Sermon: The Word in the Wilderness

[This sermon was given as part of a series of ecumenical, community Lenten services.]

Good evening. I am Pastor Stephen from the Reformed Church of Stout. Way back at our first Lenten evening service this year, Pastor Robby remarked that Colfax Center is often listen as being in rural Holland. Well, we live in urban Stout. If the stories are true, Stout Reformed was not originally part of this group for the Lenten services because we weren’t rural enough. We are simply too ‘big city’ in Stout.

But we are immensely privileged to join you here in Colfax to worship the one true God – Father, Son, and Holy Spirit. Every year when we get together, I am reminded of the words of the psalmist in Psalm 133:

How good and pleasant it is

when God’s people live together in unity!

It is good and pleasant and the blessing of God that we can worship together in unity tonight. Our time together has been guided by the image of walking in the wilderness. Pastor Robby reminded us how God often withdraws in the wilderness to teach us to hunger and thirst for Christ. Ken LeHew showed us how our true dependence upon God is revealed in the wilderness. And Pastor Olga spoke of God’s provision and comfort for Elijah in his wilderness journey.

This evening I want us to spend a few minutes listening to how Jesus himself walked in the wilderness – what did he bring with him for the journey. So if you are able, I invite you to turn with me to Matthew, chapter 4, beginning in verse 1. Matthew 4, beginning in verse 1. Matthew is in the New Testament – Matthew, Mark, Luke, and John. Matthew 4, beginning in verse 1. Before we hear God’s Word this evening, please take a moment to pray with me.

Father, may your word be our rule, Your Holy Spirit our teacher, and the glory of Jesus Christ our single concern. Amen.

If you are able, I invite you to stand to hear God’s word.

Listen closely and listen well, for these are the very words of God.

Then Jesus was led by the Spirit into the wilderness to be tempted by the devil. After fasting forty days and forty nights, he was hungry. The tempter came to him and said, “If you are the Son of God, tell these stones to become bread.”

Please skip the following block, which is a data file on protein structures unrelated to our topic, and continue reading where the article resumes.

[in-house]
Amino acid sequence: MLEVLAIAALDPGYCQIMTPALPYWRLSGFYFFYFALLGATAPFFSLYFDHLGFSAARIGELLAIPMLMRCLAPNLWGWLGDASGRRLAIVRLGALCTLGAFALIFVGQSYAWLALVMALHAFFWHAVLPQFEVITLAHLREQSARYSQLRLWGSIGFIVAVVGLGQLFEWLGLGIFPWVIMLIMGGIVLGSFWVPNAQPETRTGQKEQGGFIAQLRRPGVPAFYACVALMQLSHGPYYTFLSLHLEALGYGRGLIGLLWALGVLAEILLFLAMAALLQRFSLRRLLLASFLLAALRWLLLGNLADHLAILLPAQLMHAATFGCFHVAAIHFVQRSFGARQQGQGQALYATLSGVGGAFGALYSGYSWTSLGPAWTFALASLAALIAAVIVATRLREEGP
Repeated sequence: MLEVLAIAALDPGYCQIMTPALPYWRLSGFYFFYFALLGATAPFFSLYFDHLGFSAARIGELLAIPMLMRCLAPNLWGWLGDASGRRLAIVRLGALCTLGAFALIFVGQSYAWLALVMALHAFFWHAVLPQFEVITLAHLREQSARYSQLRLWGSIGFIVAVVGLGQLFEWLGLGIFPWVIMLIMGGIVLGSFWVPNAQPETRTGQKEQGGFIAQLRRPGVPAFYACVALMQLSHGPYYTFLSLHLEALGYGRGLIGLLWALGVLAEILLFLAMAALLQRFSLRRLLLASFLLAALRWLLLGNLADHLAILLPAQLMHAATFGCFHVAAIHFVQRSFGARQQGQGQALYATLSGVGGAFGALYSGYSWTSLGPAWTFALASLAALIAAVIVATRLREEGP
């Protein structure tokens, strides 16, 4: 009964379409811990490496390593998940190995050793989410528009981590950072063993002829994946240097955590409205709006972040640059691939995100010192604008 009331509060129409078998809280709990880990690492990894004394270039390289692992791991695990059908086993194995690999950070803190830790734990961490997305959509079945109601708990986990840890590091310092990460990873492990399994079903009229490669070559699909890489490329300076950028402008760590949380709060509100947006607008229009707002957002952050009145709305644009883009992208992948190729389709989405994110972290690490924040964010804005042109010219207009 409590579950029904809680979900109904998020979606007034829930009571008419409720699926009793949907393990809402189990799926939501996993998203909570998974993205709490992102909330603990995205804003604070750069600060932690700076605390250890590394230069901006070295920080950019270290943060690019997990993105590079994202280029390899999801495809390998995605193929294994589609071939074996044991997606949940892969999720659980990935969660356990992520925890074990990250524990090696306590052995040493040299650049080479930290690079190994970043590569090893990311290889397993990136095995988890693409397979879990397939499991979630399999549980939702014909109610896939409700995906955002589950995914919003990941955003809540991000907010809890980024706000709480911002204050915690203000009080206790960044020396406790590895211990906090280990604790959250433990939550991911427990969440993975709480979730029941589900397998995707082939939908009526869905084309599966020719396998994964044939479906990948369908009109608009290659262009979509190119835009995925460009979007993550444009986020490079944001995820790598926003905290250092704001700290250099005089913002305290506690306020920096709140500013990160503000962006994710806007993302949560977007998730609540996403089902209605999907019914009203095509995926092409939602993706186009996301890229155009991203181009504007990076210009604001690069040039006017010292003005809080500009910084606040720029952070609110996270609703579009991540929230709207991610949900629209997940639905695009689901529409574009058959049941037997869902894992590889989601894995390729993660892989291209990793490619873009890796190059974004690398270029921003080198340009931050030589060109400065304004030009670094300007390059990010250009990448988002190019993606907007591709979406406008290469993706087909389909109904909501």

Jesus answered, “It is written: ‘Man shall not live on bread alone, but on every word that comes from the mouth of God.’”

Then the devil took him to the holy city and had him stand on the highest point of the temple. “If you are the Son of God,” he said, “throw yourself down. For it is written:

‘He will command his angels concerning you,

and the will lift you up in their hands,

so that you will not strike your foot against a stone.’”

Jesus answered him, “It is also written: ‘Do not put the Lord your God to the test.’”

Again, the devil took him to a very high mountain and showed him all the kingdoms of the world and their splendor. “All this I will give you,” he said, “if you will bow down and worship me.”

Jesus said to him, “Away from me, Satan! For it is written: ‘Worship the Lord your God, and serve him only.’”

Then the devil left him, and angels came and attended him.

This is the word of the Lord. Thanks be to God.

What did Jesus bring with him into the wilderness? How had he prepared himself throughout his life so that when entered the harsh land, when his stomach grumbled and his mouth was dry, when he was at his weakest, he could stand the test?

Scripture tells us that Jesus was led by the Spirit into the wilderness to be tempted by the devil. After a prolonged period in the wilderness, forty days, Satan comes and tempts Jesus. Hungry and tired, Jesus endures three temptations from the devil. And three times Jesus responds the same way. What does he say?

It is written

Jesus responds to temptation by quoting the book. He responds by placing his trust in his heavenly Father, in the God revealed in the Holy Scriptures. When Satan tempts Jesus to fulfill his physical needs, to give in to his hunger, Jesus responds with it is written, “Man does not live on bread alone, but by every word that comes from the mouth of God.” Jesus not only rebukes the devil with these words, but he lives out these words himself. He lives by every word that comes from the mouth of God. When Satan twists scripture and tries to convince Jesus to test his relationship with God, Jesus responds, it is written “Do not put the Lord your God to the test.” And when Satan calls Jesus to turn and worship him, Jesus says, It is written “Worship the Lord your God, and serve him only.”